The hype for going healthy is more present, which is undoubtedly a good thing. The bad thing, though, is that marketing is taking advantage of this trend to produce and sell shit (will you excuse my vocabulary, but let's call a spade a spade).
In today's article, I want to highlight some meals/food we believe are healthy, although they're absolutely not.
But first, let me cover what is a healthy meal. I, for one, consider that a healthy meal is balanced and made of the following: fibers, proteins, carbs, fats, minerals, vitamins, and water. Most of the time, our dishes are supposed to look like this to include all of the above: 1/4 of proteins, 1/4 of carbs, and 1/2 of veggies. If you wish to learn more about "healthy eating", feel free to read this article.
Obviously, I'm not banishing anything. I just want you to know what you buy and not be fooled by our consumer society. Do you connect the dots? Let's dive into it.
Ramens may seem like a healthy and light option, but they actually may not. Depending on the ramen you eat, the amount of fat and calories may differ a lot. For instance, the popular Tonkotsu and Miso Ramens are very fat because the broth simmers fatty pieces of pork for hours, which adds a lot of rendered fat to the broth.
On the contrary, the Shoyu Ramen broth is made of chicken, which ends up being less fat. Same for the Shio Ramen, whose broth is based on chicken broth and aromatics.
A better bet: When I cook ramen, I prepare the broth with soy sauce, sesame sauce, and a cube instead of letting it simmer pieces of pork or chicken. It is less way less fat. Acai Bowl
Most people tend to think that sushis are healthy because they mainly contain fish and veg. That's not totally correct. In fact, the biggest portion of food in sushi is sticky rice, and sticky rice is cooked with sugar and rice vinegar. Along these lines, we understand they're not that healthy.
Not to mention the sauce we like dipping our sushis in and the origin of the products, which is most of the time not so clean including conservatives (sugar) and pesticides.
A better bet; Making sushis maybe sometimes time-consuming, I feel you. However, the advantage is that you can choose to not add sugar to the rice and also so to double-check the origin of the products.
Acai bowls are made of smoothies and topped with nuts, seeds, fruits, and granola. They're touted as high in antioxidants, fibers, minerals, and vitamins. Till here, nothing to report.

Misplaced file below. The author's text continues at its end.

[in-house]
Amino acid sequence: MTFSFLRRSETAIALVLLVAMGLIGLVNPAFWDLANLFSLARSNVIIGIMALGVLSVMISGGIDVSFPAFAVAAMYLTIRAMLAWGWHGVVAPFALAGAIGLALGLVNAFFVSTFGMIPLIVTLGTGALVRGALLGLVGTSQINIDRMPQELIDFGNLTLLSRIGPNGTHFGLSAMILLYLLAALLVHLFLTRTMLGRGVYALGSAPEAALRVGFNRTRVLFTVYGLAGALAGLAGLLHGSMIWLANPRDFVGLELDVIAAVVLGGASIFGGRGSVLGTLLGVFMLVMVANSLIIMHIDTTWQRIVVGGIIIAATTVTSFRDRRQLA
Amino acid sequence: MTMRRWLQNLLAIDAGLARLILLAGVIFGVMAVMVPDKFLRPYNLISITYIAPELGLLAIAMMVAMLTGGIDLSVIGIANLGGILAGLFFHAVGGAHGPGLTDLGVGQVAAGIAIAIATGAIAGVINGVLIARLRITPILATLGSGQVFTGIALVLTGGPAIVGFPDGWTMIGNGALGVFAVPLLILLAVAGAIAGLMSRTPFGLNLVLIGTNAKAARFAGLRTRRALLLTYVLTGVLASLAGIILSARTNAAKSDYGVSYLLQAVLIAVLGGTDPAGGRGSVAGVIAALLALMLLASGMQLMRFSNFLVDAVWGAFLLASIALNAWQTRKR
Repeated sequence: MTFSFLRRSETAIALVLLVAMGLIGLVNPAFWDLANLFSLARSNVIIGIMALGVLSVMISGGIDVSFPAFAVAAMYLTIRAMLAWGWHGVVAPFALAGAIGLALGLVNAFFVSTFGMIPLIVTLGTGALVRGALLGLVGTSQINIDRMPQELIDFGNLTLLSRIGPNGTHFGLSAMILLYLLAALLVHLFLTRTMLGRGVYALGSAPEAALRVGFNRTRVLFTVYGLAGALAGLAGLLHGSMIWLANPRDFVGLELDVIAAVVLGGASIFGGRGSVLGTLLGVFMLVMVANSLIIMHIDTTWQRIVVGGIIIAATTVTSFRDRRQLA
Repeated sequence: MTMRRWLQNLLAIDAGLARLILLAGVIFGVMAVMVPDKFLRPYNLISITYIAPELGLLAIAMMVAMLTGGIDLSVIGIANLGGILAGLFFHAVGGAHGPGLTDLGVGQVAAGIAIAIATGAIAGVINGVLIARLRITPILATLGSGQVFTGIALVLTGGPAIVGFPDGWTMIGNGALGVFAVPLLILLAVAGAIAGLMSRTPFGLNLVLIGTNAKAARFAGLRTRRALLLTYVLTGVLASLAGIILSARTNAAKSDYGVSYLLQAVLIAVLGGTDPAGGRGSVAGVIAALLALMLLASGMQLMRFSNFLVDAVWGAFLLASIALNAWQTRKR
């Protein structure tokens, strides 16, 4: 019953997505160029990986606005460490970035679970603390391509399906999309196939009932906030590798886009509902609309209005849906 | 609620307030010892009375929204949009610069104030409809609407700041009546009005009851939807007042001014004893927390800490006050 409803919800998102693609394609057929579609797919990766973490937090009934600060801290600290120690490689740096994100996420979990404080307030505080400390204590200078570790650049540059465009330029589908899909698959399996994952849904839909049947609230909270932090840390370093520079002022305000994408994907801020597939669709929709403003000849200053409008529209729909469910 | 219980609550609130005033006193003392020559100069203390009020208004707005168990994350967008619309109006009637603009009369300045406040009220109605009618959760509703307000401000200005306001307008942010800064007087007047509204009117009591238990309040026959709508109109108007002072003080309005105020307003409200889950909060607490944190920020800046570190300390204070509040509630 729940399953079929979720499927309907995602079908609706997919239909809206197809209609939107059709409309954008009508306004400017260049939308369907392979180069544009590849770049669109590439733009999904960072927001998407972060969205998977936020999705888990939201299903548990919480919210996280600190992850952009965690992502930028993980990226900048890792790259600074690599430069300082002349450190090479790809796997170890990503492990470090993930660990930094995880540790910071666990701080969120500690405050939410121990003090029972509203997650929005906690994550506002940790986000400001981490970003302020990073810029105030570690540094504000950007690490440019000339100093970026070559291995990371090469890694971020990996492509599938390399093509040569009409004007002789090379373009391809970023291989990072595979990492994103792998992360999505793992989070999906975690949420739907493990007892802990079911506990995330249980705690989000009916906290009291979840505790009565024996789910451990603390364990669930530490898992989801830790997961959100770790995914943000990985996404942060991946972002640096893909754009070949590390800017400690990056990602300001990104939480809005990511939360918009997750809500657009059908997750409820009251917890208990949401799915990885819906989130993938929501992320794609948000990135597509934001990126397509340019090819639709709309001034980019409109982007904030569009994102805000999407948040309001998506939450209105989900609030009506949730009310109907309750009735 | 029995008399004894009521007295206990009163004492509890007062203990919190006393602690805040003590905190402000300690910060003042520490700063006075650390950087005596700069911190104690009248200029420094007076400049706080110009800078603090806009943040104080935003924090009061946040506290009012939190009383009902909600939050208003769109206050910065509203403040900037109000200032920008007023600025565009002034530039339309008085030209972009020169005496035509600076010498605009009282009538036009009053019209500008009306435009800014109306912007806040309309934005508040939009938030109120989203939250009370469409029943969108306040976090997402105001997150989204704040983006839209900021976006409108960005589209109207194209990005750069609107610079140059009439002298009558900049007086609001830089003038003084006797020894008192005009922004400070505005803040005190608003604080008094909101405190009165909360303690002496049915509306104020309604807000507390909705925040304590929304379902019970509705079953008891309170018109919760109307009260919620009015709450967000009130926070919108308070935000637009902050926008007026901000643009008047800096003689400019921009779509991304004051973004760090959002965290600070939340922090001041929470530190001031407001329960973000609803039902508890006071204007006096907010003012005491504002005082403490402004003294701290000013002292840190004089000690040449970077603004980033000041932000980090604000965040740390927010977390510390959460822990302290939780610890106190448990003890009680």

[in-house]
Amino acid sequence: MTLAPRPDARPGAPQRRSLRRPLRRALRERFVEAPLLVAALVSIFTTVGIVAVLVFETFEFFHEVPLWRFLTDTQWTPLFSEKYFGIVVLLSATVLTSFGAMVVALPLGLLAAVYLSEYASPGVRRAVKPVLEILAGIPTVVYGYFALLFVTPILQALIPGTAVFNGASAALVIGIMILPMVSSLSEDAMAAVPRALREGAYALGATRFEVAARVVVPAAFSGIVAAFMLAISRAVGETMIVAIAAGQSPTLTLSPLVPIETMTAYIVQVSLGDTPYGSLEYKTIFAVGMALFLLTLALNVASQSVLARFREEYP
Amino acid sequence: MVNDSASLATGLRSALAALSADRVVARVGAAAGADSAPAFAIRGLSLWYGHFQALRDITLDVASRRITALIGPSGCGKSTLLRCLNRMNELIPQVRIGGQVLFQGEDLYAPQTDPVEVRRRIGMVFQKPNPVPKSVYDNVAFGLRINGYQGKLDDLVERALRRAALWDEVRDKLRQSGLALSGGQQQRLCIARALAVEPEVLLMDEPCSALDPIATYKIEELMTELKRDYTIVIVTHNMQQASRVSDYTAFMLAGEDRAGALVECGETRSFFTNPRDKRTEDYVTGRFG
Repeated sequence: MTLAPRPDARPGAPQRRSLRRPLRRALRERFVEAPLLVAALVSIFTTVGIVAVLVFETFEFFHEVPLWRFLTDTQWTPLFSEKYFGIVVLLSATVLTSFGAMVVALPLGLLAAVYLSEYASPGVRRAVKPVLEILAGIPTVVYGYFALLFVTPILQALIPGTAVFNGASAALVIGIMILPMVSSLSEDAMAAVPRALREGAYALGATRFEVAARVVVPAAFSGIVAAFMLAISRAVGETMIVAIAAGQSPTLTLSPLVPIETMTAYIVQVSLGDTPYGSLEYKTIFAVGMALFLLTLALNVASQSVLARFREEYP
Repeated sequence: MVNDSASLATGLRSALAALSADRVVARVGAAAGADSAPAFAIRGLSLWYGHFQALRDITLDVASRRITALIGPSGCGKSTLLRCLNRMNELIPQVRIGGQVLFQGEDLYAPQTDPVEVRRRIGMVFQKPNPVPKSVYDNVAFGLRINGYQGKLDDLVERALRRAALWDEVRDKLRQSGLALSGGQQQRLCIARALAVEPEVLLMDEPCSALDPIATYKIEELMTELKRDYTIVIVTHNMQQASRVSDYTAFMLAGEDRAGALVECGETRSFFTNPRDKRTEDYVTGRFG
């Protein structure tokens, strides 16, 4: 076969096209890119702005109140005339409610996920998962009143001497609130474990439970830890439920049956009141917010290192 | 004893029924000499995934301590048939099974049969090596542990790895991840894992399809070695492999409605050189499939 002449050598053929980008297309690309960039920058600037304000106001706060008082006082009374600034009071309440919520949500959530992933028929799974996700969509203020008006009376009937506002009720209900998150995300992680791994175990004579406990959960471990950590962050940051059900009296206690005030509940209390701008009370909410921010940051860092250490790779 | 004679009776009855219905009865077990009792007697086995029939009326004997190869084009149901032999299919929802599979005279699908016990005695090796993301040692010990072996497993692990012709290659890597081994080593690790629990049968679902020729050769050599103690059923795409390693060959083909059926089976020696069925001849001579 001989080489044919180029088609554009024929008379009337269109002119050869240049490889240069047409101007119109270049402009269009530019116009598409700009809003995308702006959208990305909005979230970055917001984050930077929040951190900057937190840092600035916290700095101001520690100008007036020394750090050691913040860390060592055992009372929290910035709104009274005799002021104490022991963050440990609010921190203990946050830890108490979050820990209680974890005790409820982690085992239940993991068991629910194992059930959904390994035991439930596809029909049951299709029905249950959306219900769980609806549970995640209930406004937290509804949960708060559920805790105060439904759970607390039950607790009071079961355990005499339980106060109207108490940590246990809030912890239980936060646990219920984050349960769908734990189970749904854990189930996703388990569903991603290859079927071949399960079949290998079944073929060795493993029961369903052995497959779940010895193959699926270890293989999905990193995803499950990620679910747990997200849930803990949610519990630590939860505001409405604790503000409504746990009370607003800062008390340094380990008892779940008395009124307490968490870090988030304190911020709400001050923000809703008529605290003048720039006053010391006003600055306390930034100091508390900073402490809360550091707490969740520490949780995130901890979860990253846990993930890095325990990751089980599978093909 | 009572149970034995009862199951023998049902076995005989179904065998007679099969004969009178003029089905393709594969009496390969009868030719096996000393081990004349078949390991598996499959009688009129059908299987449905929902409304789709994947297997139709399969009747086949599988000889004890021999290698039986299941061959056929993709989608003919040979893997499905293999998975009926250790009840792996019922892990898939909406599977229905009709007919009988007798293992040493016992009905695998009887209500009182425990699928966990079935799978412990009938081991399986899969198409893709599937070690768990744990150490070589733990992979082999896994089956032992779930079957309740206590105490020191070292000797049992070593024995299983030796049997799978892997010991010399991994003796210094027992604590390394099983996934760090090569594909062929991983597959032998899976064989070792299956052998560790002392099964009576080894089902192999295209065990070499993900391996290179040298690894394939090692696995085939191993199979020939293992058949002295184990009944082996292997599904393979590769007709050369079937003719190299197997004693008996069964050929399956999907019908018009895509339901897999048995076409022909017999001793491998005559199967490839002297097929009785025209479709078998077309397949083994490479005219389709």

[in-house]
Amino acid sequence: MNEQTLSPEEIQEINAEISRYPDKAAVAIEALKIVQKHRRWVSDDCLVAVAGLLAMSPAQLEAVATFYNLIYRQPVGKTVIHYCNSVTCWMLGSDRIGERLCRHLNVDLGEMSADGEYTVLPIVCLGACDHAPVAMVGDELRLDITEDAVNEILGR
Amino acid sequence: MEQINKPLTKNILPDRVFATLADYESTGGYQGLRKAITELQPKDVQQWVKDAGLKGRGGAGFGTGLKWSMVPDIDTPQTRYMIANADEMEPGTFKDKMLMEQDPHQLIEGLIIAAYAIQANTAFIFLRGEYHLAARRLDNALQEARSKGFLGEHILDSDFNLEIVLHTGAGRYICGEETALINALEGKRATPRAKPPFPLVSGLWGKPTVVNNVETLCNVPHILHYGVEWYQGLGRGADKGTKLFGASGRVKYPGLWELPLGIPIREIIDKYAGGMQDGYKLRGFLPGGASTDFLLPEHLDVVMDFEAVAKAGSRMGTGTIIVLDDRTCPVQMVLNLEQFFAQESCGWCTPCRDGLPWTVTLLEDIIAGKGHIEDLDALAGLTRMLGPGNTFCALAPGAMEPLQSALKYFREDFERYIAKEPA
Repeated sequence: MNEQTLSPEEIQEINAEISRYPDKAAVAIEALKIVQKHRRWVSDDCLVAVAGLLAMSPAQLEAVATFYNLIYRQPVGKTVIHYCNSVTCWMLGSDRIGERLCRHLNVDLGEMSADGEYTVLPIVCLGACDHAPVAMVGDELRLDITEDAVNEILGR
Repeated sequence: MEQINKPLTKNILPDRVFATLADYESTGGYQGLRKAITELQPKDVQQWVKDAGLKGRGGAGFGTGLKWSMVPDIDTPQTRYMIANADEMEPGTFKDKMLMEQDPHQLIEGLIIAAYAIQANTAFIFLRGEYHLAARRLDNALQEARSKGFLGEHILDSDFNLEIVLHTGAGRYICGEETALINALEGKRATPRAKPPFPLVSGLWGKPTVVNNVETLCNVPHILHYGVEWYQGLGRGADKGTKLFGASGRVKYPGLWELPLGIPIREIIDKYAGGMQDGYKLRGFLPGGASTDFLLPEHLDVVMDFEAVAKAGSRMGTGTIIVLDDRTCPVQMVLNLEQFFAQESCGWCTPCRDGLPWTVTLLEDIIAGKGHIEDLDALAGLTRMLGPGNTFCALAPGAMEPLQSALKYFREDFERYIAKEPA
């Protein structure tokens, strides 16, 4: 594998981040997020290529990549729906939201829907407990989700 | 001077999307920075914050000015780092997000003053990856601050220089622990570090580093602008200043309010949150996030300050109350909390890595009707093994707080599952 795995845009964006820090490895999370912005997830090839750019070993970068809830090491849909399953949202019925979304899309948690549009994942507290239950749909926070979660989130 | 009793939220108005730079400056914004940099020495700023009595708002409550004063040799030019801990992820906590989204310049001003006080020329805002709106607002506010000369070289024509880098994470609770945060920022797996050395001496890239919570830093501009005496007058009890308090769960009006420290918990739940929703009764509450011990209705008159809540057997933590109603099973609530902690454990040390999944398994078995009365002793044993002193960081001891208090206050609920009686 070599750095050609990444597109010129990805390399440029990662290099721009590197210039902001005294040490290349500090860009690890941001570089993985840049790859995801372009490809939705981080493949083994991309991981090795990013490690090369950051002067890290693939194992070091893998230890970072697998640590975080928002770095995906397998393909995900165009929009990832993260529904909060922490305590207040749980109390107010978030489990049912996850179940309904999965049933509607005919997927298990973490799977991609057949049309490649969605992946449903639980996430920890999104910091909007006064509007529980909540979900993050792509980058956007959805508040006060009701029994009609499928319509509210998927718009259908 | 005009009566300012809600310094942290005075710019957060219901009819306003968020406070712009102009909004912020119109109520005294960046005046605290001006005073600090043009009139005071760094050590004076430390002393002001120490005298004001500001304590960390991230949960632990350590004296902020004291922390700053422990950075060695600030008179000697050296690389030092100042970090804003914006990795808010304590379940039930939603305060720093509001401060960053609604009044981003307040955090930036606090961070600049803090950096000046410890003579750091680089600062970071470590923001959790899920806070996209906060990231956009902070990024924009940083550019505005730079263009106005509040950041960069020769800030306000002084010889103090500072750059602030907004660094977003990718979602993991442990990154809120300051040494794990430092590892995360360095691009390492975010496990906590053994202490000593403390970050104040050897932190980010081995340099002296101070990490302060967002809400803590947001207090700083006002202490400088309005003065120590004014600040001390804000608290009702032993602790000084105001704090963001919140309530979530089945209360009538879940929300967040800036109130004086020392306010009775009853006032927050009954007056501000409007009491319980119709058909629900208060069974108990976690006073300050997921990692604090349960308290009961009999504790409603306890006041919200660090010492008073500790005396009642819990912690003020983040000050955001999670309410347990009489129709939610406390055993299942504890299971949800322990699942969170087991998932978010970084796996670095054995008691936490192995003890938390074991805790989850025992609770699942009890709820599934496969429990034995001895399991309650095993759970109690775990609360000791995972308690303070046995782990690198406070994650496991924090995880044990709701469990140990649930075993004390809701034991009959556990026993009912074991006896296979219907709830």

The thing is that when you opt for smoothies, you need to blend the fruits and consequently blend the fibers. But, fibers help slow down the absorption of sugar. Thus, when blended, fibers do not do their job releasing more sugar in the blood (higher glycemic index).
Plus even though fruits are very healthy, it is not recommended to have more than 2 fruits a day as they're high in fructose (which is bad for the liver). In a smoothie, be sure to have more than 2 fruits, not forgetting the added sugar.
As for the toppings, they're all very healthy as well provided we do not overload the bowl. Indeed, nuts are very high in fats.
A better bet: If you have a craving for an Acai bowl, just go for it! Frustration has never been good. If it is more frequent, try to make them yourself moderating the number of fruits and toppings. You can also choose to go for other breakfast bowls. For instance, I like yogurt bowls or porridges. You can find all of my breakfast recipes right here.
Protein bars are the perfect snack before hitting the gym when you need a quick energy boost, or when you have a little peckish due to the filling effect of proteins.
If you decide to integrate them into your diet, make sure to double-check the ingredients list as many of them may be added with refined sugar or coated in chocolate, and that's when it comes tricky.
Not to mention that protein bars are often high in calories. So, depending on your objective go easy on protein bars.
For long, we thought that Agave Syrup was a very good and natural sweetener. Indeed, it contains more fructose than glucose, which means a lower glycemic index (GI). However, recent studies have proven that the GI is not that low considering most of the Agave Syrups are not 100% natural containing other sweeteners.
Plus, the amount of fructose is very important, and this, once again, can be harmful to the liver as it turns fructose into fat.
A better bet: Swap Agave syrup for honey or Maple syrup. They're cleaner. In the end, this is not really about the sweetener itself but more about the quantity you consume. They should be used moderately.
Long story short
There's no one-size-fits-all answer. Keep in mind that those meals may be very high in fat and calories depending on their origin (are they homemade? From grocery stores? Cafés?) and the quantity of the serving.
My motto is balance. Make sure to not have them too often while not preventing yourself from enjoying them.
Swap from bought to homemade!